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If I understand correctly, the pre MySQL 5.0.3 interpretation of the BIT data type meant it could be used as a series of flags? If this is the case I can see practical uses for it in MySQL but imagine it would not have been as efficient as using SET.

Even if the above is not the case, I have great difficulty in understanding how the current implementation of the BIT data type can be practically applied in a database. If anyone is able to provide a simplified explanation and, an example of where it would be applicable, I would be grateful.

I have searched for descriptions and examples elsewhere but have been unsuccessful in finding examples applicable solely to databases.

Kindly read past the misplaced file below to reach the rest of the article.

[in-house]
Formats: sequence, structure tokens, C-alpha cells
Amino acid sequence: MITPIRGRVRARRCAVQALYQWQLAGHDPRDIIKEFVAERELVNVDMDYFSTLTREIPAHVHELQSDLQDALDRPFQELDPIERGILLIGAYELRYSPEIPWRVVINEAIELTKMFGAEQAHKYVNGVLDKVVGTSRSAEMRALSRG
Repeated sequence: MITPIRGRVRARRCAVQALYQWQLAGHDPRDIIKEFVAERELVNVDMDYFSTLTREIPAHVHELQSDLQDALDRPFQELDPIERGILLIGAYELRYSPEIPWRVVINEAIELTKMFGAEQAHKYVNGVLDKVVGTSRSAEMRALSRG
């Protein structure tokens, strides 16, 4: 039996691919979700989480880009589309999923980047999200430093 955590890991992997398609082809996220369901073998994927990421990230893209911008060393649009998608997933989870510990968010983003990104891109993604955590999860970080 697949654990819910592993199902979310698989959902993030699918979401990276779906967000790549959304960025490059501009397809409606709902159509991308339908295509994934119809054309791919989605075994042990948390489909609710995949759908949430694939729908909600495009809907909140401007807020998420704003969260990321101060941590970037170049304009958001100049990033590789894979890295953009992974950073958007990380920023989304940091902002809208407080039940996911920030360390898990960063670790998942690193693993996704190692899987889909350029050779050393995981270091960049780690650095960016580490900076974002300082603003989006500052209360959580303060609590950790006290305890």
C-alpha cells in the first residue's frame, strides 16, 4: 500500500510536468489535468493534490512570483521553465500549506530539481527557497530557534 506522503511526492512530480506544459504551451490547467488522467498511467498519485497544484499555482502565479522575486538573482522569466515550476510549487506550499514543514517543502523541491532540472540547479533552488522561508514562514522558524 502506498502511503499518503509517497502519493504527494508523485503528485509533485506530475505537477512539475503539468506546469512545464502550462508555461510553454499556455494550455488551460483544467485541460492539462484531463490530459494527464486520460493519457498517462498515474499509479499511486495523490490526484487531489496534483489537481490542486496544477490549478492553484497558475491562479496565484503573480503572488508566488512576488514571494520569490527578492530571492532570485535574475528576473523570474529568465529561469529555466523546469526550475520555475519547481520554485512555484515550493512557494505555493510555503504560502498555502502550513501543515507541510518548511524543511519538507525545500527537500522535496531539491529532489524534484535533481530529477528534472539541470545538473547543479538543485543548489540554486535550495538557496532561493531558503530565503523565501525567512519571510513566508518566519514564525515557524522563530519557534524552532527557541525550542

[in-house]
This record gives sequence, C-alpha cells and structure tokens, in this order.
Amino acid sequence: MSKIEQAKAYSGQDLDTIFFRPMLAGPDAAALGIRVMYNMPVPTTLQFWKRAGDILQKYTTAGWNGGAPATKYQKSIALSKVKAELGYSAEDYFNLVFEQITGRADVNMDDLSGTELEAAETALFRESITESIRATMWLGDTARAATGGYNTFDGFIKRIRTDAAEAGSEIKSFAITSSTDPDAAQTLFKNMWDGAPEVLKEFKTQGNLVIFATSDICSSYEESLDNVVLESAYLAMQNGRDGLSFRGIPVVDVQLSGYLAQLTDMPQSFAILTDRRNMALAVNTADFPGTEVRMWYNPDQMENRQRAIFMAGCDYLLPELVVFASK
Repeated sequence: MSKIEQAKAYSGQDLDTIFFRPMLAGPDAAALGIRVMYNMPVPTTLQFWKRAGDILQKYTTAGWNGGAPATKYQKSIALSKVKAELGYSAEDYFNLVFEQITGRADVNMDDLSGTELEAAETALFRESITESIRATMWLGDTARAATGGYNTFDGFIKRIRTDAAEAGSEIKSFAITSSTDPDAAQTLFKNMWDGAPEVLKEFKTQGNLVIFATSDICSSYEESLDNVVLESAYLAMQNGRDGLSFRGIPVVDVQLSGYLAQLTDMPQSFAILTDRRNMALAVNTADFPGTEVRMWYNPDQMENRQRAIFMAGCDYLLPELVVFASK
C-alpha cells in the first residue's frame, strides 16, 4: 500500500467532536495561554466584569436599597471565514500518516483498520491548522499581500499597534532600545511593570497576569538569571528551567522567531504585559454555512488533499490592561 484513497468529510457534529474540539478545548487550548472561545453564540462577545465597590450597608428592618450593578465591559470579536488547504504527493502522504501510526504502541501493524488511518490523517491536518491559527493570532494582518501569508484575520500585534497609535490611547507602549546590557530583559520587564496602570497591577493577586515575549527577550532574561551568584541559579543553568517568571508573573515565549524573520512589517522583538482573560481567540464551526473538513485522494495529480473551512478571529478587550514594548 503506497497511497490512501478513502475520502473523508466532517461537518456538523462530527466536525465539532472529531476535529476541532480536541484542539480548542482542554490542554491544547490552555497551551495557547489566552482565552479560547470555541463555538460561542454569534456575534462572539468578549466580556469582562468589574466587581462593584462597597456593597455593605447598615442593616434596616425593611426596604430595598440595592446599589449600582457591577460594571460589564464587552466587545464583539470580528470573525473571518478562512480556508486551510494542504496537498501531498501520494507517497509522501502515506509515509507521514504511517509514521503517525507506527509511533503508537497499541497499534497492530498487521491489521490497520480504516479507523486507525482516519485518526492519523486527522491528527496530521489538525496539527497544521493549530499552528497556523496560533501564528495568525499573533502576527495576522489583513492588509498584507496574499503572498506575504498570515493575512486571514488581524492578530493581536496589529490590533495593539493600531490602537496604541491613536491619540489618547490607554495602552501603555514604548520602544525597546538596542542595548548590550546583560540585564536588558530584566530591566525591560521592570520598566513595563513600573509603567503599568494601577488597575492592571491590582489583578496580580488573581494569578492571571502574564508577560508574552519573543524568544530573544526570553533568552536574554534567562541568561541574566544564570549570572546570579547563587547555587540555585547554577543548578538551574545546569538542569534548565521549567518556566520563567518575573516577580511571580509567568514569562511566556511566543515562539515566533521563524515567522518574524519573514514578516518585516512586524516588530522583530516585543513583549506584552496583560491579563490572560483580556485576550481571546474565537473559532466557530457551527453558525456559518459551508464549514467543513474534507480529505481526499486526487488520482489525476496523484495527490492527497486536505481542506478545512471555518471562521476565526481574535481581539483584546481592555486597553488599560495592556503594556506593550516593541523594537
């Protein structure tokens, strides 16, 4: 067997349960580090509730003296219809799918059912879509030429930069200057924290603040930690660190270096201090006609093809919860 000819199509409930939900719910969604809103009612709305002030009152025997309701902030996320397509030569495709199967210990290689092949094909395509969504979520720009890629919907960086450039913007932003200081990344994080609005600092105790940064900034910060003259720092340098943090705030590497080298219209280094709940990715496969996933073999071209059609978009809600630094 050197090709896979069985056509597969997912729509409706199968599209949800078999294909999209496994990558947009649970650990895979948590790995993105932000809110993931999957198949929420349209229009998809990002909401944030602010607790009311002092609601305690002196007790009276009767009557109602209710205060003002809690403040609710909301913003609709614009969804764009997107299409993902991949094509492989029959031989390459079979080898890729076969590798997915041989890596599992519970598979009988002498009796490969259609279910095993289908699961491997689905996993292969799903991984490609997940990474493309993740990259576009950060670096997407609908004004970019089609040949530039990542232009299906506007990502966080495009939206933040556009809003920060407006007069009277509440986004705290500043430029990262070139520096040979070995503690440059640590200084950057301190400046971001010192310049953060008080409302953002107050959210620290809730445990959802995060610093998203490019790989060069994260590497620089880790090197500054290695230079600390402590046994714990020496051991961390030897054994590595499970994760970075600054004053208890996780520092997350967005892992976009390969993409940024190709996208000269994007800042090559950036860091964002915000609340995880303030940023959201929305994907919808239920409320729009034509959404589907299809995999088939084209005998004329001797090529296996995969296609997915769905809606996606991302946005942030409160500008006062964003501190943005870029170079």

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1 Answer 1

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Assume you have row with property field

Properties defined as

1  - Has property 1
2  - Has property 2
4  - Has property 3
8  - Has property 4

assign properties 1 and 2 (i.e. only 1 and 2 others will be cleaned up)

 set status = status & 3

add property 3

 set status = status | 4

remove property 1

 set status = status | 14

Select rows with properties 1 and 2

SELECT .. WHERE (Properties & 3) = 3

Select rows where properties 1 or 2

SELECT .. WHERE (Properties & 1) = 1 OR (Properties & 2) = 2

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Thanks, I follow some of that but I'm afraid I need a more basic description if that is possible? – caseyc Aug 26 '10 at 9:21
OK. The following three sites (more or less in order) have cleared this up for me. I was unaware of bitwise operators and bit-shifting:… – caseyc Aug 26 '10 at 12:02

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